theodp writes "U.S. tech talent shortage discussions tend to focus on getting more young people to go to college to become CS grads. Nothing wrong with that, writes Anil Dash, but let's not forget about education which teaches mid-level programming as a skilled trade, suitable for apprenticeship and advancement in a way that parallels traditional trade skills like HVAC or welding. Dash encourages less of a focus on 'the next Zuckerberg' in favor of encouraging solid middle-class tech jobs that are primarily focused on creating and maintaining tech infrastructure in non-tech companies. Dash also suggests 'changing the conversation about recruiting technologists from the existing narrow priesthood of highly-skilled experts constantly chasing new technologies to productive workers getting the most out of widely-deployed platforms and frameworks.'"
Migrate from GitHub to SourceForge quickly and easily with this tool. Check out all of SourceForge’s recent improvements.×
An anonymous reader writes "What was taught to you about computers in High School? Computer use and computer science in schools are regular headlines, but what 'normal' do we compare it to? It's not a shared reference. A special class with Commodore PETs was set up just after I graduated, and I'm only starting to grey. Everybody younger has had progressive levels of exposure. What was 'normal' for our 40-, 30-, and 20-year olds here? And how well did it work for you, and your classmates?" For that matter, what's it like now — if you're in middle or high school now, or know students who are, what's the tech curriculum like?
theodp writes "HBS lecturer Robert C. Pozen says it's high time for management to stop emphasizing hours over results. By viewing those employees who come in over the weekend or stay late in the evening as more 'committed' and 'dedicated' to their work, as a UC Davis study showed, managers create a perverse incentive to not be efficient and get work done during normal business hours. 'It's an unfortunate reality that efficiency often goes unrewarded in the workplace,' writes Pozen. 'Focusing on results rather than hours will help you accomplish more at work and leave more time for the rest of your life.'"
pacopico writes "Much has been made about Facebook hitting 1 billion users. But Businessweek has the inside story detailing how the site actually copes with this many people and the software Facebook has invented that pushes the limits of computer science. The story quotes database guru Mike Stonebraker saying, 'I think Facebook has the hardest information technology problem on the planet.' To keep Facebooking moving fast, Mark Zuckerberg apparently instituted a program called Boot Camp in which engineers spend six-weeks learning every bit of Facebook's code."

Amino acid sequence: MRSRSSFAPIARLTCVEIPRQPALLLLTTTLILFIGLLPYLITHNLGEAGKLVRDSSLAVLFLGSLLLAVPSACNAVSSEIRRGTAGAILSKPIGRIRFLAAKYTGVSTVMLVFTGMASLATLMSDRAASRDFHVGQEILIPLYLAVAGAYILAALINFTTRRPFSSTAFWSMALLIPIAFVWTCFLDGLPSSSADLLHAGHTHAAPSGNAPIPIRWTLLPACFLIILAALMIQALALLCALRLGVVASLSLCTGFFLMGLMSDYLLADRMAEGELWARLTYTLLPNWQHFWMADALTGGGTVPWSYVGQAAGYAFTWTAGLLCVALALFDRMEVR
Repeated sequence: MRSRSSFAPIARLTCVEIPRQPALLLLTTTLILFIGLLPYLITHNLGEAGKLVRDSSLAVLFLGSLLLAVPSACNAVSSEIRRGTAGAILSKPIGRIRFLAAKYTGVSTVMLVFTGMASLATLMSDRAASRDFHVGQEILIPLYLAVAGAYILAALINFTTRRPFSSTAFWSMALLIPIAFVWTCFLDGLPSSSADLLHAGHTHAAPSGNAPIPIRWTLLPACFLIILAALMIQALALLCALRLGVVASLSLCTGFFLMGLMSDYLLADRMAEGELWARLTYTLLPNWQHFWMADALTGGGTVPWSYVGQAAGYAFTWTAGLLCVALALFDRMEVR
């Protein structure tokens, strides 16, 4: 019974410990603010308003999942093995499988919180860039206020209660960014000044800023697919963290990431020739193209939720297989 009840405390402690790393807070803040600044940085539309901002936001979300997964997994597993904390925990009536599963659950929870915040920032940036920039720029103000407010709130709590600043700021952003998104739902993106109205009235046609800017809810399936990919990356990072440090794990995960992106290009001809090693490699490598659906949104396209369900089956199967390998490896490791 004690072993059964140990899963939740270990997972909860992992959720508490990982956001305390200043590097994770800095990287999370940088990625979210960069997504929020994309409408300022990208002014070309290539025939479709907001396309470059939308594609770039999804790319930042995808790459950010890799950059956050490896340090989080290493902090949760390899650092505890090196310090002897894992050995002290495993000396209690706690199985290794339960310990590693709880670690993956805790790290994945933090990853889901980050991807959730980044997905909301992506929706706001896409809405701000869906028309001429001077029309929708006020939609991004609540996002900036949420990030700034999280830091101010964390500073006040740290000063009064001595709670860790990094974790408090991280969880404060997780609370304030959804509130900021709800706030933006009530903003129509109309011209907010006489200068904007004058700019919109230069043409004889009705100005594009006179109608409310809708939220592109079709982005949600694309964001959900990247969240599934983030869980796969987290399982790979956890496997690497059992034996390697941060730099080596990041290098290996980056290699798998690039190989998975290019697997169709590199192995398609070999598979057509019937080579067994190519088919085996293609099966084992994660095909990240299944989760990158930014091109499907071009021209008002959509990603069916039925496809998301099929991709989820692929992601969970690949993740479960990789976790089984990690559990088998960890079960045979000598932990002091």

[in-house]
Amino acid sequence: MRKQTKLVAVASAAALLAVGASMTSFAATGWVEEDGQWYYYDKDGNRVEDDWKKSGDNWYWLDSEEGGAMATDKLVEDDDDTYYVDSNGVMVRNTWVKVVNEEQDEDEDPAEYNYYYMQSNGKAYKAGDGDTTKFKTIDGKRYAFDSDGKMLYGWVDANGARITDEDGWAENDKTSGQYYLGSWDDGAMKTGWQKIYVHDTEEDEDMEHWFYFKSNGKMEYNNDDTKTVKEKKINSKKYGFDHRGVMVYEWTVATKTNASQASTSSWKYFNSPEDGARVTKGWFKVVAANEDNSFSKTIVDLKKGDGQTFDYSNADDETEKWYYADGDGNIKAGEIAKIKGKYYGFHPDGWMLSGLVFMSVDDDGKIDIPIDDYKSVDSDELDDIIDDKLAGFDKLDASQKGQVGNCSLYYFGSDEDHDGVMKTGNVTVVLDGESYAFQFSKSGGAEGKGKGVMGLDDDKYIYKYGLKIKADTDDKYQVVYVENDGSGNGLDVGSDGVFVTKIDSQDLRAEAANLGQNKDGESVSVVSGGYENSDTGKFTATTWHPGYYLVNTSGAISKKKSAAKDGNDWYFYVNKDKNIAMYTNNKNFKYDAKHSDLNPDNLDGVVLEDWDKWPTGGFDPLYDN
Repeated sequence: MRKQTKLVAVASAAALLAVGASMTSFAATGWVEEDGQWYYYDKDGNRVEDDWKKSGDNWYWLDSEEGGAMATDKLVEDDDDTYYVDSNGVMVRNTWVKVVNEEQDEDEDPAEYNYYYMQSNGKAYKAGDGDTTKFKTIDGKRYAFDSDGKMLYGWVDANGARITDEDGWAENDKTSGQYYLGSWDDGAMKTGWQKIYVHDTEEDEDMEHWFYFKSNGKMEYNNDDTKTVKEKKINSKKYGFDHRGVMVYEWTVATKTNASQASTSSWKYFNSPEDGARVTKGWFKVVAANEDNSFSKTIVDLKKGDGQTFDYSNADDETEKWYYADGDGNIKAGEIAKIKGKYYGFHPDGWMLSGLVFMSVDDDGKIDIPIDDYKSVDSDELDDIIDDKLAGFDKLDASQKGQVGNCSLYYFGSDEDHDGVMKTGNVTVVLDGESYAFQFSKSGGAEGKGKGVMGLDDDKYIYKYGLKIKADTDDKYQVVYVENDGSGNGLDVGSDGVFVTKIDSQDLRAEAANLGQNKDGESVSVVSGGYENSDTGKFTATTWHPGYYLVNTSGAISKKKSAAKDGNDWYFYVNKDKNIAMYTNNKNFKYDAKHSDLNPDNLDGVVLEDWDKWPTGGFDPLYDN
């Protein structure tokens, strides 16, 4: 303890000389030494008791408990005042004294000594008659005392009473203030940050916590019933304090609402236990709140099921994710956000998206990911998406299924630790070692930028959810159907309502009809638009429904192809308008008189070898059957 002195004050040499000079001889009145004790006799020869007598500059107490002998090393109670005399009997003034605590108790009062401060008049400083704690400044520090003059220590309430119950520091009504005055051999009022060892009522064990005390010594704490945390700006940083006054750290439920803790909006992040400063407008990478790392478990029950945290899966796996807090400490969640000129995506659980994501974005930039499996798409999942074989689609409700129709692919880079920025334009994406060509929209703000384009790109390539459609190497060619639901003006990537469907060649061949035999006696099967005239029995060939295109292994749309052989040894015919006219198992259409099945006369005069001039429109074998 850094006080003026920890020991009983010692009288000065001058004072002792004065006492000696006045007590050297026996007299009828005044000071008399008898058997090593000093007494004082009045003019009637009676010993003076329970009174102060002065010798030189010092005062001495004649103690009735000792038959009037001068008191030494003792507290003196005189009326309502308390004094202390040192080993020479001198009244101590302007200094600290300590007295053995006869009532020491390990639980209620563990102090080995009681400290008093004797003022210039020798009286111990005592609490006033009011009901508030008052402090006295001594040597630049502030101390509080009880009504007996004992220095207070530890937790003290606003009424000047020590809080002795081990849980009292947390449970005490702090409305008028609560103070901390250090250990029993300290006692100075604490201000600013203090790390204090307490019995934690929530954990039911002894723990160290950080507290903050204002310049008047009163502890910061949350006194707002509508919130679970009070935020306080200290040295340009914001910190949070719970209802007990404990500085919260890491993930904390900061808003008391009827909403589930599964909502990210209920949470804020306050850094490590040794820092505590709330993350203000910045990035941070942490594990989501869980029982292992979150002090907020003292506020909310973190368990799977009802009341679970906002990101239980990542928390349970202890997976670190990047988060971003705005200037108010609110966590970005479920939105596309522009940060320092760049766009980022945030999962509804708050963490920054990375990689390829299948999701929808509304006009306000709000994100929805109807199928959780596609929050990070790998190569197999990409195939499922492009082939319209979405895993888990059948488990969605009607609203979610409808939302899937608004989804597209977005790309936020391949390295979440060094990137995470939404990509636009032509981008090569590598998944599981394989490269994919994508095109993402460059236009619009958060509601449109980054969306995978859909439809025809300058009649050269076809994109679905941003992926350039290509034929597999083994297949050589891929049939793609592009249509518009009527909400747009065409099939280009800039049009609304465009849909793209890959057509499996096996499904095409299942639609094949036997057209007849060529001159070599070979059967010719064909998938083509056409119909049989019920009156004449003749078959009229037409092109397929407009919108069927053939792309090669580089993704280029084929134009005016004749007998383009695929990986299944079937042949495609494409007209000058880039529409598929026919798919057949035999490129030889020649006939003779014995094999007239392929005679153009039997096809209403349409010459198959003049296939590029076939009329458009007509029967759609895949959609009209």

ptorrone writes "Adafruit, the NYC based open-source hardware company led by Ladyada released their open-source Raspberry Pi WebIDE alpha today. Its goal is to be 'The easiest way to develop code on your Raspberry Pi.' To get up and running head on over to learn.adafruit.com/webide and follow the installation and setup instructions. It uses Bitbucket, and any code changes you make will be synced to your Bitbucket account. Adafruit chose Bitbucket over GitHub because they offer free secure accounts, which is very important for a Web-based IDE."
Talcyon writes "I'm a 40-year-old developer, and it's become apparent that my .NET skillset is woefully out of date after five years of doing various bits of support. I tried the 'Management' thing last year, but that was a failure as I'm just not a people person, and a full-on development project this year has turned into a disaster area. I'm mainly a VB.NET person with skills from the .NET 2.0 era. Is that it? Do I give up a career in technology now? Or turn around and bury myself in a support role, sorting out issues with other people's/companies' software? I've been lurking around Slashdot for many years now, and this question occasionally comes up, but it pays to get the opinions of others. Do I retrain and get back up to speed, or am I too old?"
Mark Hachman writes in Slash Datacenter that the Sparc T5 chip Oracle announced earlier this year apparently won't be ready until sometime in 2013. John Fowler, executive vice president, Systems, Oracle, presented at Oracle Open World a chart outlining highlights of Oracle's plans for the future. "But Fowler also skipped over some bad news: an apparent delay for the Sparc T5. A year ago, Oracle’s Sun division announced the Sparc T4—and according to Fowler, Oracle chief Larry Ellison set a very high bar for the next iteration: double the performance while maintaining app compatibility on an annual basis. Apparently, that didn’t quite happen with the T5; Oracle had the opportunity to announce a T5-based server, and didn’t. That’s a bit of bad news for the Sun design team, which already had to watch Intel’s Xeon chief, Diane Bryant, give the preceding keynote. ... As detailed at this year’s Hot Chips conference, the T5 combines 16 CPU cores running at 3.6 GHz on a 28-nm manufacturing process. Continuing the trend of hardware acceleration of specific functions, Sun executives claimed the chip would lead in on-chip encryption acceleration, with support for asymmetric (public key) encryption, symmetric encryption, hashing up to SHA-512, plus a hardware random number generator."